For someone who embraced ikat when Indian fashion was yet to find its feet, Madhu Jain has always been looking ahead of her times – first in 1980s when only a handful of designers would rummage for raw materials in the labyrinthine bylanes of the Walled City to now when designers have no compunction of procuring imported fabrics, accessories to economise cost of their outfits.
As a precocious child, Madhu was quick to appreciate the aesthetic eyes of her father, who liked dressing up in his best bib and tucker and lived in regal style in posh Aurangzeb Road. Madhu meticulously studied everything – be it décor, lifestyle, cuisine and heritage. Years later, that would reflect on her sartorial choices.
She loves figurative work of Thai ikat and that translates into her food as well. As we meet at Zing, the Asian restaurant of The Metropolitan Hotel and Spa, she observes the large vegetarian spread aesthetically. After settling down, the food connoisseur in her comes alive as she inquires about erstwhile Siam’s Pamelo salad and raw papaya.
Madhu’s dietary influence has come from Rajeshwari Devi, her mother, who hailed from a traditional Jain family of Kucha Bulaki Begum in Old Delhi. “At home, mother would cook onion and garlic-free food which was so sumptuous. At school in Delhi, I would take tiffin in which she packed me lip smacking chana and puri.” Surprisingly, she was enlisted as a non vegetarian at Welham Girls School in Dehradun. “But, right from day one, I was adamant to stick to my vegetarian palate.”
B.D. Meattle, her father, was fond of fashionable clothes. And would gift floral French chiffon saris to her mother. “She wore it with pearls. His aesthetics could be seen in Belgian chandeliers, Persian carpets at our home.” The Walled City continues to be her favourite haunt for street food. “Jo khatir nawazi wahan hoti hai, kahin nahi hoti. At my nani’s house in Old Delhi, khumchewalas would send banana leaves filled with kulfi, kulle, a fast disappearing edible, from which sweet potatoes and other veggies would be scooped out.”
Foraying into fashion
Having taken the bold decision of working on the ancient weaving technique of ikat even though she was a student of Economics, Madhu was not perturbed by the fact that Indians then had virtually no exposure to couture.
“I was lucky to be around the same time as Rohit Khosla.” Those days camaraderie existed between designers. “Today, it is rare to find two designers on the same page,” she says, while sipping her hot and sour soup.
She has remained loyal to the indigenous handmade crafts and textiles. “Foreign buyers have a lot of respect for our handmade clothes but the problem is that only a few designers are presenting Indian art and craft in their totality abroad. Like when I took Kashmiri handicrafts to the Metropolitan Museum in New York, the Americans were in awe of it. There needs to be responsible fashion and the idea of giving back to society should be pursued. That is what I believe in and follow.”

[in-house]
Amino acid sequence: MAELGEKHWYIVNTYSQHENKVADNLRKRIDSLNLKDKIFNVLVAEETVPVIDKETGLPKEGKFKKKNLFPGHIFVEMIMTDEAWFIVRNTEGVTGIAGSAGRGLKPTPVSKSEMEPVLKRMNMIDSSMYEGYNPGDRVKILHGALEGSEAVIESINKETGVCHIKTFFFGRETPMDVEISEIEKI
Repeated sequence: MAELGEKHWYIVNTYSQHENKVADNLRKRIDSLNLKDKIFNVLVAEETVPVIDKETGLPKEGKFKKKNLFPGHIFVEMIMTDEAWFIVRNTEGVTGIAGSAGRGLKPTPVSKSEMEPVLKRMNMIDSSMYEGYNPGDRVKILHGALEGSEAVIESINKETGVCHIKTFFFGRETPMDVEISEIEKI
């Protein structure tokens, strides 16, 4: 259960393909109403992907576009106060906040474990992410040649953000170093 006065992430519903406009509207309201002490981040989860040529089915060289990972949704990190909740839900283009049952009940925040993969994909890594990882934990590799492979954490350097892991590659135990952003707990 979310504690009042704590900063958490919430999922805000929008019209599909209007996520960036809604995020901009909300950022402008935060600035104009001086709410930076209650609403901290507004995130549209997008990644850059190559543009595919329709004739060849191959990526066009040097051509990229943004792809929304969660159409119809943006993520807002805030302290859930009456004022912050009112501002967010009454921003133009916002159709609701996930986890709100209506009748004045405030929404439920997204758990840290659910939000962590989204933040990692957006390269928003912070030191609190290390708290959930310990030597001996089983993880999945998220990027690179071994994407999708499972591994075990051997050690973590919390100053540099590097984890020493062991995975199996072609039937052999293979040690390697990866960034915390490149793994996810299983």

She is worried that blatant commercialisation by designers these days is making a dent in India’s image overseas. She laments that the finesse with which she did her crafts no longer exists now. “Now it has become too commercialised,” she gripes, while sipping her soup.
Like she zeroed in on Kalamkari, which gave her a chance to express her creativity, one asks. “It also created multiple jobs. How many designers have worked on it? We used it for the opening ceremony of the Commonwealth Games. That is when it took off,” she says.
The conversation shifts to how imported fabrics have penetrated across the nation and are threatening to ruin livelihood of artisans. “Tamil Nadu is famous for its kanjeeverams which is staple for weavers there. However, there is influx of kanjeeverams from China at one third the price. It has become a huge issue. What is going to happen to weavers of the State?”
While polishing off Pamelo salad, Madhu feels the solution lies in designers following the path of ethical fashion. “Indian fashion designers need to work on this. They should not alter the geographical craft index. There need to be ethics in fashion. There has to be credibility on what we showcase on the ramp. If designers are trying to work with traditional crafts, then economics is a consideration but that doesn’t mean that theyforget about backward linkages.”
She further says that designers need to understand how much damage powerlooms are doing to handlooms. .
“Everybody is falling in line due to the push given by the powers that be. Our history informs us that crafts have always been protected by rulers. All it needs now is right positioning. The government has to step in to protect our identity,” suggests Madhu, a strong proponent of the government’s ‘Made In India’ scheme.
In 2018, Madhu forecasts that alternative fabrics, anti-fit silhouettes would be worn by fashionistas. “We will have more eco-friendly textiles and practical silhouettes based on comfort. This is where the Ministry has to play a bigger role and I am glad that Smriti Irani is open to new ideas.”
As far as story of sustainability goes, Madhu is a cut above the rest of her fraternity. And this could be seen from the special award conferred on her by the FICCI.
Explaining how she seeks to take the sustainability story forward, Madhu asserts that she is the first designer in the world to come up with bamboo silk ikat. “Not even in the North East there is any designer who has converted bamboo, which is found in abundance into textiles. This is my gift to our industry.”
Sipping fresh orange juice, Madhu opens up about the secret of hard bamboo from which furniture and upholstery is made in the North East.
“It doesn’t require much water. It doesn’t take away earth’s resources. This is textile for the future and is completely organic. One does not require fertilizers for its growth.”Read more at:formal dresses online | formal dresses sydney